(Reuters) - India has sought cooperation from Bhutan, Myanmar and Bangladesh in an offensive against a tribal militant group that had shot dead at least 80 people in Assam this week, officials said on Friday.

Police believe that a faction of the National Democratic Front of Bodoland (NDFB), fighting for a separate state for ethnic Bodos, was behind coordinated attacks on tea plantation workers and their families this week, the deadliest in years.

Some militants may have fled to neighboring Bhutan while their leader was believed to be in Myanmar, officials and police said, prompting calls for cooperation.

"We are determined to hunt down the rebels and destroy their base, both in the country and outside," Minister of State for Home Kiren Rijiju told Reuters.

Assam is one of the seven states that make up India's remote northeast, home to more than 200 tribes and dozens of insurgencies, some seeking greater autonomy and others secession.

The region has trailed the rest of India in economic development and the gap has widened in recent years, fuelling discontent. Residents accuse the central government of plundering the natural resources while ignoring development.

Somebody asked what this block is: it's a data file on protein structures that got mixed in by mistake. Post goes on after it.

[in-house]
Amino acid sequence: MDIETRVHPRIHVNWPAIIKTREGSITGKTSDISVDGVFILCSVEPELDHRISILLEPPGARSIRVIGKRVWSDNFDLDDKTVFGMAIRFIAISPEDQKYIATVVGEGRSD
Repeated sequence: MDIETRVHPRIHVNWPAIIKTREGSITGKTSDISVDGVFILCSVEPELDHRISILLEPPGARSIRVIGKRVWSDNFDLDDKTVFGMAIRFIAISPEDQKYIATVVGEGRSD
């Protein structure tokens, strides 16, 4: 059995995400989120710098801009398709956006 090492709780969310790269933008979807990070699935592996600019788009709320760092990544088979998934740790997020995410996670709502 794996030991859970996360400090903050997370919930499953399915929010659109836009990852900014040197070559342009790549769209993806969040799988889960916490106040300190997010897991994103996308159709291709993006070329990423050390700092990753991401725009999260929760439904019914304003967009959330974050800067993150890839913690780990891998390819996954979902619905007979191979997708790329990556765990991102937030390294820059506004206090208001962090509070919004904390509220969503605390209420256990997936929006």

The latest attacks, in which half the victims were women and children, have shaken Prime Minister Narendra Modi's government that came to power promising economic growth as well as a militarily secure India.

"This is terrorism, there is zero-tolerance for terrorism," Home Minister Rajnath Singh, who flew to Assam to commiserate with the families of the victims, told reporters.

The northeast is wedged between China, Myanmar, Bangladesh and Bhutan, and militants are known to crisscross borders that run through thickly forested mountains.

Assam police say the leader of the NDFB, I.K. Sonbijit, is based in Myanmar, from where he controls his cadres.

He is believed to have ordered this week's attacks in retaliation for a army offensive against his group in which he lost 40 men and a large quantity of arms and ammunition.

Some 7,000 villagers have fled their homes in Assam, fearing more attacks from the Bodo militants and are sheltered in relief camps guarded by the army and police.